Whether it’s a true problem for agents and brokers or simply the perception of a problem, the image of the hard-partying real estate pro is one that’s firmly embedded in the public’s consciousness.

When we talk about a “drinking problem,” we usually use the phrase as a euphemism to mean that someone’s drinking is totally out of control and it’s negatively impacting their life. 

When we ask whether the real estate industry as a whole has a drinking problem, we’re probably talking about something more like a stigma – or the public perception of the industry and the way it’s associated with too much high-flying, hard-partying behavior.

Whichever word you choose — stigma or problem — there is a clear association between alcohol and the real estate industry. What’s more, it’s being actively perpetuated by agents and brokers alike. Especially with the growth of social media, it seems that more and more real estate figures at all levels are playing up a kind of “naughty” reputation, perhaps seeking to emulate some of the drama they see on real estate-related reality TV shows.

‘But we want to be treated like professionals’

One of the things you hear real estate agents and brokers talk about all the time when they’re justifying their commissions and the respect they feel they’re owed is a comparison with other professional figures like attorneys, CPAs and doctors. Many Realtors believe that what they do is so important and has such a big impact on their clients’ lives that they deserve to be treated like — and compensated like — other professionals.

I don’t know about you, but I can’t remember the last time that I saw a law firm post their partners playing drinking games together in someone’s backyard. I can’t remember the last time I saw my doctor posting memes joking about drinking while seeing patients.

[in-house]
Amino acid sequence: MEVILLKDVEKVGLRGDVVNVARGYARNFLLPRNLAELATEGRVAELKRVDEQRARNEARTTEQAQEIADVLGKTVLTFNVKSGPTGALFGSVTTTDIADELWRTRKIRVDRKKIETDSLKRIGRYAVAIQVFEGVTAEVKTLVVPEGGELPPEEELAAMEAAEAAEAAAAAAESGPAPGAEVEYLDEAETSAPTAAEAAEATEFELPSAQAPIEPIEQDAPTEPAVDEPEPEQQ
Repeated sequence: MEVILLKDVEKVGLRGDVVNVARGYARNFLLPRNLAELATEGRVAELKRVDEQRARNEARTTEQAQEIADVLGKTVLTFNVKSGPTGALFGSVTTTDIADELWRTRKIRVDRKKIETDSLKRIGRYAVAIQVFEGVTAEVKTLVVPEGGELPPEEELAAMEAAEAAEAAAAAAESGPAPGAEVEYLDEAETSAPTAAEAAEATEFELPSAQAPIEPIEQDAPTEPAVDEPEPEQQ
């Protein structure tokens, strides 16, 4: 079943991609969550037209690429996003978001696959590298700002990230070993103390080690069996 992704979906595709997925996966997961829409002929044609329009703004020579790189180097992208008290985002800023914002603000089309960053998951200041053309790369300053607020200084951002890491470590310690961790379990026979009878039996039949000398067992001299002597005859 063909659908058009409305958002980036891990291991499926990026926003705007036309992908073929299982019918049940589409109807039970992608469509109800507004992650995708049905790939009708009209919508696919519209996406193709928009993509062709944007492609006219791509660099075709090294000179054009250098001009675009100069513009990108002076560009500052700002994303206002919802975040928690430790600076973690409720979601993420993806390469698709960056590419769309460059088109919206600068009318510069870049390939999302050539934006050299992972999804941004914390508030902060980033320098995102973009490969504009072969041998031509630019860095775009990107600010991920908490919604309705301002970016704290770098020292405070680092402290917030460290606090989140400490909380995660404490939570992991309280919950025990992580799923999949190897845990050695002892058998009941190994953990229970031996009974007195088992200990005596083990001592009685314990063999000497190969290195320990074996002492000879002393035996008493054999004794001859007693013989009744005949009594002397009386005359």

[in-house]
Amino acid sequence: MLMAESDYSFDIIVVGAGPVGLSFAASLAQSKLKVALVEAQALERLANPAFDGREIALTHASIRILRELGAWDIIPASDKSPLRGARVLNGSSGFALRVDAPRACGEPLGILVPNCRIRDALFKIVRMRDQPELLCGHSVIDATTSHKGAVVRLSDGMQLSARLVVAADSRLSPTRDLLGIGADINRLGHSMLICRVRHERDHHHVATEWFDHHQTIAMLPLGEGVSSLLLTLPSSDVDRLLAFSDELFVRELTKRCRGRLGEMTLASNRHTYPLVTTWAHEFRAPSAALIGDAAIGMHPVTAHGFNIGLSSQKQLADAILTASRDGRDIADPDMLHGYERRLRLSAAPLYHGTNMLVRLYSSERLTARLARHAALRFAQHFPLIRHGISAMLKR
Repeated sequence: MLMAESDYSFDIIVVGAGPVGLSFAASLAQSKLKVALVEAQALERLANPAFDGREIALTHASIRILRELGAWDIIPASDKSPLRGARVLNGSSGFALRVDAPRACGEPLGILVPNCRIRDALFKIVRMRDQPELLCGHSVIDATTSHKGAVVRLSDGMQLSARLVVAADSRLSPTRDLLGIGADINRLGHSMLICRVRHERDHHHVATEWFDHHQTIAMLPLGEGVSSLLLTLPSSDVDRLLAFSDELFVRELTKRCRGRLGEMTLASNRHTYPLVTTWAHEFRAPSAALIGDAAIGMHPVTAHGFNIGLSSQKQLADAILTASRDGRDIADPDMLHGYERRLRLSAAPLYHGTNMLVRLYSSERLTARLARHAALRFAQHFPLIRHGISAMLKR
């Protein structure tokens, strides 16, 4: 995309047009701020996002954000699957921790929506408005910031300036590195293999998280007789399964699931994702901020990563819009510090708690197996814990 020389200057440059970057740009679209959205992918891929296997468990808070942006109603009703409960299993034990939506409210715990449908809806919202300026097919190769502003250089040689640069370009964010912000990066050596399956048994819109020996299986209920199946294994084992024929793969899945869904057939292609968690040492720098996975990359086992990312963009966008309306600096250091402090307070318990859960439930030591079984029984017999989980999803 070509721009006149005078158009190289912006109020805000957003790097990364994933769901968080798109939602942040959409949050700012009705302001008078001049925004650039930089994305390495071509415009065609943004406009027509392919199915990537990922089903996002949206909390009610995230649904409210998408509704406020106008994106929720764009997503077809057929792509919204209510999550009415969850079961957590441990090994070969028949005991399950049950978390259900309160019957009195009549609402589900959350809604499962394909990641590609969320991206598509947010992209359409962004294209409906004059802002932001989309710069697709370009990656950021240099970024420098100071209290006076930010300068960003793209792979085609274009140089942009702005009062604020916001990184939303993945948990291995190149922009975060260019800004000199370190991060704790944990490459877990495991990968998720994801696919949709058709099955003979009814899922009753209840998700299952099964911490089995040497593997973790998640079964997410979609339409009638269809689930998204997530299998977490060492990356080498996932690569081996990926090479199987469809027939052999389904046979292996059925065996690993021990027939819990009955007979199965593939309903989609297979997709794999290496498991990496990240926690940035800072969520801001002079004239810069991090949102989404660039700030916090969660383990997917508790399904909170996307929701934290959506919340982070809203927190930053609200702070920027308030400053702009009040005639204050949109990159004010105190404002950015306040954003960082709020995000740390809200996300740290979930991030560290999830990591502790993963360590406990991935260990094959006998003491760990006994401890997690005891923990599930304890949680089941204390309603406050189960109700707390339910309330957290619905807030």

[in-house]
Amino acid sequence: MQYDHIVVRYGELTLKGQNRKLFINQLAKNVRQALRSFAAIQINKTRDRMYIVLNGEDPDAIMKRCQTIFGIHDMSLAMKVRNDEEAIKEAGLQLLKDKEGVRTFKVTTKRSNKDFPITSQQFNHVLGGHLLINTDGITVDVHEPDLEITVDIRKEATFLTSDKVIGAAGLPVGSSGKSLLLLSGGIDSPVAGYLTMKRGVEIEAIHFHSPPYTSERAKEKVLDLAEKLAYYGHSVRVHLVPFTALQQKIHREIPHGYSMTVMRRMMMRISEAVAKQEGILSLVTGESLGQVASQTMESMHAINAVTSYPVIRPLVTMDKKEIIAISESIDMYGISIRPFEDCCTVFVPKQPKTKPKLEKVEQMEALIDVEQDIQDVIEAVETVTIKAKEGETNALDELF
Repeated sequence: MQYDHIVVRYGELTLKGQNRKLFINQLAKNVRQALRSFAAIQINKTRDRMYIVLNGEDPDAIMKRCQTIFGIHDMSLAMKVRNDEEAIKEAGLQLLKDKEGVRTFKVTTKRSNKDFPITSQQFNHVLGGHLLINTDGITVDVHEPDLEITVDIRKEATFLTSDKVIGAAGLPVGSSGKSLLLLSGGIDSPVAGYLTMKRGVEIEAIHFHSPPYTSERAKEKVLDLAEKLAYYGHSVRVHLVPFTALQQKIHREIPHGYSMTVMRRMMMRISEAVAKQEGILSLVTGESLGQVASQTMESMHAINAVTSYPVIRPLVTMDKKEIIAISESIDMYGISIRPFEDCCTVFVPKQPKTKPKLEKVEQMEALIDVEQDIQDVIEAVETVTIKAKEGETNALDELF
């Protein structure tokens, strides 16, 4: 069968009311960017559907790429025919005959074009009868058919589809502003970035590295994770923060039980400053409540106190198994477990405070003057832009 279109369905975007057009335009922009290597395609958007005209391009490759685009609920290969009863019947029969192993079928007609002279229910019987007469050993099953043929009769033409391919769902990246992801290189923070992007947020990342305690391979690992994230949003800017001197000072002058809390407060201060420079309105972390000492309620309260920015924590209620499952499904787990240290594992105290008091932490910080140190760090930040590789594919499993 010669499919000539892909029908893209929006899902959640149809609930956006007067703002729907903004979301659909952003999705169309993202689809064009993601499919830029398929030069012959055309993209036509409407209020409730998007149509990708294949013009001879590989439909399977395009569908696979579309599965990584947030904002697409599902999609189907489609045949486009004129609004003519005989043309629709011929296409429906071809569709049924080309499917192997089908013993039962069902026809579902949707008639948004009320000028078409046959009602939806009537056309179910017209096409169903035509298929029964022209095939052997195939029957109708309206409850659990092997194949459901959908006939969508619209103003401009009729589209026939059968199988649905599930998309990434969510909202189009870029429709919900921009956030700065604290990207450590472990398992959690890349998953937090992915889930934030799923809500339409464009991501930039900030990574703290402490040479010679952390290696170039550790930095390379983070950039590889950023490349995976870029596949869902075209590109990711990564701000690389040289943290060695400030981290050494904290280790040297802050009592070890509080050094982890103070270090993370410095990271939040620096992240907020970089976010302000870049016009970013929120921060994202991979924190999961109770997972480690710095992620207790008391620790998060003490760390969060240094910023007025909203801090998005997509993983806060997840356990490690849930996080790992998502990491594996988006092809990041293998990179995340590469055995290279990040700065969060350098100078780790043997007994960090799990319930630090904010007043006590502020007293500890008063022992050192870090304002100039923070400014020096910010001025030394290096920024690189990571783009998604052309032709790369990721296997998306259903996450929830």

When I think about a bunch of middle-aged people getting together and drinking until they’re sloppy, I think about the Real Housewives or some vaguely sad folks at a high school reunion. But many real estate professionals routinely promote this image without any irony or embarrassment.

I’ve even seen people brag about writing contracts with a drink nearby. If I were a client — and I hope you know those clients are watching your stories and posts — I would be livid.

Controlling your intake as a competitive advantage

I remember when one of my agents was in a heated negotiation with an agent from another brokerage. Suddenly, they were unable to get a phone call through to the agent. All kinds of worrying scenarios started going through our minds — Was there another offer on the table? Had the sellers changed their minds?

One look at the listing agent’s Instagram told me all I needed to know as I saw them taking tequila shot after tequila shot at lunch and ignoring their texts, emails and phone calls. Who do you think had the advantage in the negotiation after that lunch?

Have you ever answered the phone or written an email after a drink or two? How sure were you that everything you said in that conversation was accurate and in the interest of your client? Maybe it didn’t come back on you then, but next time it might.

I’m not saying that everyone in real estate needs to be a teetotaler, but I am saying that there needs to be a delineation between work time and party time. Especially when so much money, so much secrecy, and so much discretion is at stake. Many people pride themselves on always being “on” and always working. Doesn’t that mean they should always be fit to work, as well?

I’m well aware that a lot of people will accuse me of being a literal buzzkill for saying this, and that’s fine. Let them do what they do and hope to the real estate gods that they don’t screw up somebody’s transaction because they weren’t operating at 100 percent.

But if you want to be better, be better. 

Take your job as seriously as other professionals do. Think about the way you present yourself to clients and colleagues. You’re not in college anymore, and partying on social media doesn’t make you cute or cool. It makes you a liability, and it makes you look unprofessional.